Occasional contributor Joel Mowbray ([email protected]) writes to comment on the special congressional election in Hawaii:
This weekend could mark a stunning upset for the GOP in the unlikeliest of places: the home district of President Barack Obama. Hawaii’s first Congressional district, a Democratic stronghold for decades, is holding a special election because of the retirement of Neil Abercrombie, and the frontrunner is Republican Charles Djou, who even went to the same school as Obama did (albeit years later).
Polls show Djou is the odds-on favorite to win when the all-mail-in balloting is tallied tomorrow night. Here’s why: there’s a bloodbath between two top Democrats in this open, winner-takes-all election. It appears that State Senator Colleen Hanabusa and former Rep. Ed Case, who represented the state’s other Congressional district until 2006, are dutifully splitting the Democratic vote, meaning Djou can win the seat with a plurality of 40 percent, or even less. (The back story is that Case decided to leave his seat to run a primary campaign against the beloved Sen. Daniel Akaka in 2006, which angered the Democratic party bosses so much that they’re backing his rival in an open election, even knowing that this could pave the way for a Djou victory.)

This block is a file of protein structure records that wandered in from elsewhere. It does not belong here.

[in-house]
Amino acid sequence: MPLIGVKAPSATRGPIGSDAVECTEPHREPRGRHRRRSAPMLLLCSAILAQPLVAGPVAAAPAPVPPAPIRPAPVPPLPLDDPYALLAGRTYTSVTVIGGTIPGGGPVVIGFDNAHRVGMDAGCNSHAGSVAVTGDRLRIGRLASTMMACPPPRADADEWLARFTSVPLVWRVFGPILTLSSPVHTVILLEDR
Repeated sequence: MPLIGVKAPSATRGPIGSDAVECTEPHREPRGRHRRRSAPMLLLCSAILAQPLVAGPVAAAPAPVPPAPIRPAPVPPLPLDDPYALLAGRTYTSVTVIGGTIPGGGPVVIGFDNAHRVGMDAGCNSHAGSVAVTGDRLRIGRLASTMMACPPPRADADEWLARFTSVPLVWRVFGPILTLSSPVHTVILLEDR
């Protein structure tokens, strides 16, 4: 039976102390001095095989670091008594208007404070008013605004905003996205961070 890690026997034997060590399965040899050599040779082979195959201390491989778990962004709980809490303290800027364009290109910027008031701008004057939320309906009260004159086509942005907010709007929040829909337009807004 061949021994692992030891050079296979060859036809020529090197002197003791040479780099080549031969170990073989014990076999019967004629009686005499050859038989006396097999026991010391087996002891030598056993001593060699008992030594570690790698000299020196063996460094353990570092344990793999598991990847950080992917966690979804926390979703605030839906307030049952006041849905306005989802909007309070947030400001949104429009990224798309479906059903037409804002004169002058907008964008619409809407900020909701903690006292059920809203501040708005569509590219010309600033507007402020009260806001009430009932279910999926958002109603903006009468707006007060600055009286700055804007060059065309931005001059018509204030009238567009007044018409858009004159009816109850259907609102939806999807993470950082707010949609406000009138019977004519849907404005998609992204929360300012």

Perhaps the strongest indication that Djou will win is that the Democratic Congressional Campaign Committee pulled out of the race early. Even though the DCCC refused to endorse a candidate, the group ran a hard-hitting ad attacking Djou as an extremist who wanted to give tax breaks to companies for outsourcing jobs overseas. The flagrantly false ad fell flat, convincing the DCCC to save its cash for other, more winnable races.
Assuming Djou pulls out the victory in a deeply blue district, he’ll make national news. When he does, expect the conventional wisdom to be that his tenure will be short-lived, possibly even just until this November. Perhaps. But if any Republican could hold this bastion of blue for the long-haul, it’s Djou.
Young and clean-cut, Djou is on Honolulu’s city council precisely because he’s been able to win Democratic votes. His political skills are solid, and his message perfectly attuned to the current climate. In keeping with this Year of the Tea Party, Djou is a genuine fiscal hawk. He supports across-the-board tax relief that helps families and businesses alike, but his strongest focus is taming runaway government spending.
While his message is similar to that of most economic conservatives, his pitch is unusually powerful. Seeing him in person last month, what struck this journalist most is that Djou speaks in plain English, and he manages to convey the appropriate urgency without losing his sunny optimism. Djou is the real deal.
Asked about the significance of his race, Djou told me, “This will prove whether [the election of] Scott Brown was a fluke, or a trend.”
It would certainly be a trend worth celebrating.
It would not only be a trend worth celebrating, it would give James Taranto the opportunity to ask the irresistible question a few more times: “Hath not a Djou ayes?”